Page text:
A DISTRAUGHT family who say they weren’t told the full extent of a killer’s brutal past when he began dating their daughter, say a report on her shocking death is an “insult to her memory”.
Gemma Finnigan was 24 years old when her life was ended by her partner Daniel Johnson.
The 33-year-old, already a convicted murderer who had been allowed out on licence, strangled and stabbed Miss Finnigan at the home they shared in Church View, Boldon Colliery, in September 2013.
Johnson, who believed Gemma had been possessed by Satan, was jailed for life in November after admitting manslaughter on the grounds of diminished responsibilty.
But her family say that while they knew Johnson had been involved in another man’s death as a teenager, it was only after Gemma’s killing they found out the true extent of his violent past.
Johnson had been handed a life sentence as a teenager for his part in the murder of David Younas. The 33-year-old, died in his fiance’s arms, after being stabbed more than 10 times as they made their way home from a night out in Newcastle in 1996.
Gemma’s death is now the subject of an ongoing serious case review.
In a two-page Serious Further Offence summary report handed to Gemma’s family by Northumbria Community Rehabilitation Company, probation officials say the full extent of Johnson’s past was made clear to the family in a meeting at which Johnson told of his crime – a statement her mother Jennifer Finnigan strongly refutes.
Ms Finnigan said: “We were never told the whole brutal facts of what he had done in the past. We had been led to believe it had been a fight between schoolkids and one of them had been killed. I thought I was doing the right thing giving him a second chance.
“There was no mention of weapons or that the victim was an adult minding his own business. If I had known the true facts, there is no way he would have been welcomed into the family and I know Gemma would not have stayed with him.
“This report is an insult to her memory and an insult to us. Despite what the report says we were never told the full extent of his violent past.”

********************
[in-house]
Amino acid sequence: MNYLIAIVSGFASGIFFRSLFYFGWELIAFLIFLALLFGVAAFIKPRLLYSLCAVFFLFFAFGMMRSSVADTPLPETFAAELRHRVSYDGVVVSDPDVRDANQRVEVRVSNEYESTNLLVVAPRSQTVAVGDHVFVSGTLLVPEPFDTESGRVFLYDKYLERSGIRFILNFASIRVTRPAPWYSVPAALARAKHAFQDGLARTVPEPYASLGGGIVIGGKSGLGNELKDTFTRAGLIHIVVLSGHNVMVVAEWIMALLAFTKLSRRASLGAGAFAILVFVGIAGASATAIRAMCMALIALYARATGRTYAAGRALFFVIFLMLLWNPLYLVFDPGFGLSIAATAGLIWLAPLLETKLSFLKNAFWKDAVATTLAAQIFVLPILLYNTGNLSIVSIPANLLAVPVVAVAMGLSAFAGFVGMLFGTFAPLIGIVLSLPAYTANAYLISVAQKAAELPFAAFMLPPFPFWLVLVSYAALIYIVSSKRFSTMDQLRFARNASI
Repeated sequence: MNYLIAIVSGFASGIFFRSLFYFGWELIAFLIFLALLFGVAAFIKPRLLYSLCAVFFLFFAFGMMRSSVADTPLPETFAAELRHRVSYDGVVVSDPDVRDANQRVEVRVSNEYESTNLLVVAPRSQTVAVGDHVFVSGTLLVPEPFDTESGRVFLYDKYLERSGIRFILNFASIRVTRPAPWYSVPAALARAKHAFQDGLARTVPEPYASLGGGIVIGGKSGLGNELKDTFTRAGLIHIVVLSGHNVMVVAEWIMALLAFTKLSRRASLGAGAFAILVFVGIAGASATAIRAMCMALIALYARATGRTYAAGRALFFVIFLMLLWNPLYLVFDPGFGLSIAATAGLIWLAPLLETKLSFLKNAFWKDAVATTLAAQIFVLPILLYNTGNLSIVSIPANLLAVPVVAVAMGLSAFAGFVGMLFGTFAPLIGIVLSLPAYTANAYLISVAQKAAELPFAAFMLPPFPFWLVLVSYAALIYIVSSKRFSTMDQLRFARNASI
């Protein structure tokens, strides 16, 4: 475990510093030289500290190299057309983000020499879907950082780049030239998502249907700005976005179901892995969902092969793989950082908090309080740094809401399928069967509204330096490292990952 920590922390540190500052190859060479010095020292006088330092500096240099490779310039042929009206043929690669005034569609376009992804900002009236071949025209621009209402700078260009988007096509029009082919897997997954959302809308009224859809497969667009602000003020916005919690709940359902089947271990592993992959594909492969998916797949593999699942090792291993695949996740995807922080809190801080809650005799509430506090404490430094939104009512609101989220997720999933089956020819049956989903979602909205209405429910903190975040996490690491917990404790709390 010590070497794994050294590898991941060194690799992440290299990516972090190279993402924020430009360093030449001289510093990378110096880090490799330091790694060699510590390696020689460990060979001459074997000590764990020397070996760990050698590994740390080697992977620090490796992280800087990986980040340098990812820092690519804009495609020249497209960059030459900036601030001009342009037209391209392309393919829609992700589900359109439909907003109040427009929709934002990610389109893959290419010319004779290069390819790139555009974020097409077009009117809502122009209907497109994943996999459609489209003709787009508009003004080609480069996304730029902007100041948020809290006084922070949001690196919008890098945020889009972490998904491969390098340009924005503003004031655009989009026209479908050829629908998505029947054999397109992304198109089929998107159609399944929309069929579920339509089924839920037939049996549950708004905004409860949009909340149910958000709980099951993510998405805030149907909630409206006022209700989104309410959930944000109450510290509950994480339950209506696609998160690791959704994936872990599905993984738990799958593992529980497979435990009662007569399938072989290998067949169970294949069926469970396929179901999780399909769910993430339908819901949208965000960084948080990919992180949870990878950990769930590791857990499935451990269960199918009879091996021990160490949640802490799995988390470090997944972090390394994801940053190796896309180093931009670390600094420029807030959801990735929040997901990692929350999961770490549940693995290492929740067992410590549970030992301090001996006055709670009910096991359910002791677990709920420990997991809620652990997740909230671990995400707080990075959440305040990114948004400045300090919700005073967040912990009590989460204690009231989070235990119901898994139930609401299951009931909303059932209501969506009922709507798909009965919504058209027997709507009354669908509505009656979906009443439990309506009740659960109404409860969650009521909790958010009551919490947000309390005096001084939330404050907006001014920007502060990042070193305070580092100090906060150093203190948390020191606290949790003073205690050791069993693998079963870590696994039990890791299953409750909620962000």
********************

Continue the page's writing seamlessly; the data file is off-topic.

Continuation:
Gemma had met Johnson while he was on day release from an open prison in 2008, after serving time behind bars for the killing.
The summary report stated at a meeting on February 16, 2009, between Johnson, the probation officer, Ms Finnigan and her family, “Johnson gave a full account of the offence and this is noted in records made at the time.”
However, the family dispute the detail provided to them regarding his previous conviction.
The report went on to say the way the Probation Service handle such meetings has now changed, stating that “they normally now take place jointly with the police, and there is usually a fuller record about what exactly has been said.”
Ms Finnigan added: “I just feel Gemma was let down badly by the Probation Service. What they led me to believe and when you saw him, you just wouldn’t have thought any different.
“You would have never looked at him and thought he was capable of something so horrific. He was welcomed into our home, he went on holiday with us and, I can’t lie, they were good together.
“I’m not saying I might have been able to stop her from seeing him, if that is what she wanted, but I would have been more aware of what he was capable of and I would have done everything in my power to protect her.
“It just feels like that decision, to protect my daughter, was taken away from me.”
A Ministry of Justice spokesman said: “Our sympathies are with the victim’s family following this abhorrent crime. Public protection is our priority and we are determined to have the best possible systems in place to supervise offenders in the community and protect the public.
“In all cases of serious further offending, a review is carried out to identify any learning for the management of future cases.”